Anyways, I hope this helps you appreciate “Where [I came] up with such nonsense from what [you] posted,” at least enough so that you do not reflexively protect your chiropractic cojones every time you think a chiropractic critic is pointing to your open chiropractic fly.

          Are you a chiropractic student? A recent graduate? A seasoned chiropractor? 🙂

          ~TEO.

          • I admit my post was partially a non-sequitur. However, the mention of an infinitesimally slight risk of stroke post chiropractic cervical SMT did refer some pain to my testicals(nice snipe, lol).

            There is zero justification for attempting to treat or co-manage cancer via manipulation; I stated this previously. Therefore, your erroneous assumption that I was advocating the opposite was misplaced. It certainly would be appropriate for certain forms of chiropractic treatment to be utilized for some sequelae(e.g. musculoskeletal pains) in some cancer patients; but I wouldn’t consider such to be “co-management.”

            There is no such thing as a subluxation. Ergo, treatment strictly for such an ethereal entity would not be justified. In “keeping it chiropractic,” as you stated, please know that I’ve never used “chiropractic subluxation” in my practice or in any professional or patient-specific discourse.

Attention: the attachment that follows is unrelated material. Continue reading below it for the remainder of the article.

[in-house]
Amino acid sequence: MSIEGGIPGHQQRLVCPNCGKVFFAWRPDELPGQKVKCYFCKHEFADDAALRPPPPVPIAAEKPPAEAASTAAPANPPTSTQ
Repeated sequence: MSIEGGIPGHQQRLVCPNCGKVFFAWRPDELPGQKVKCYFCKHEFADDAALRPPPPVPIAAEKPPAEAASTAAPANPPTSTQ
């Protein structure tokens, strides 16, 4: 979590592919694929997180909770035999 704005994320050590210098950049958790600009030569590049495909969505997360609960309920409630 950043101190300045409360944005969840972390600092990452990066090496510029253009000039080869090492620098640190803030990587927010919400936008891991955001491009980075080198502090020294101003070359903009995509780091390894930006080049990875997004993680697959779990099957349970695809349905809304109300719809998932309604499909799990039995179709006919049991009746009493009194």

Regarding some of the disorders you listed as being appropriate for “co-management,” osteoporosis, asthma, emphysema, COPD are conditions I commonly see; the latter three are virtually always referred to me by GP’s as SMT/ancillary procedures are sometimes helpful in alleviating musculoskeletal pain and stiffness; patients often anecdotally claim to have improved chest expansion after SMT, also. I personally wouldn’t refer to such care as co-management, but the obtuse definition of the term as given in the NCBE summary allows for its use. Osteoporosis is pretty simple to identify and, if not severe, is well managed conservatively(not manipulatively). If significant osteoporosis is identified in a patient, he/she is referred to an MD. I personally would not refer to my continued treatment of an osteoporotic patient as co-management of osteoporosis but, rather, to treat the co-morbidity(e.g. musculoskeletal pain) likely attendant to osteoporosis. Again, the definition of “co-management” in the summary allows for its use.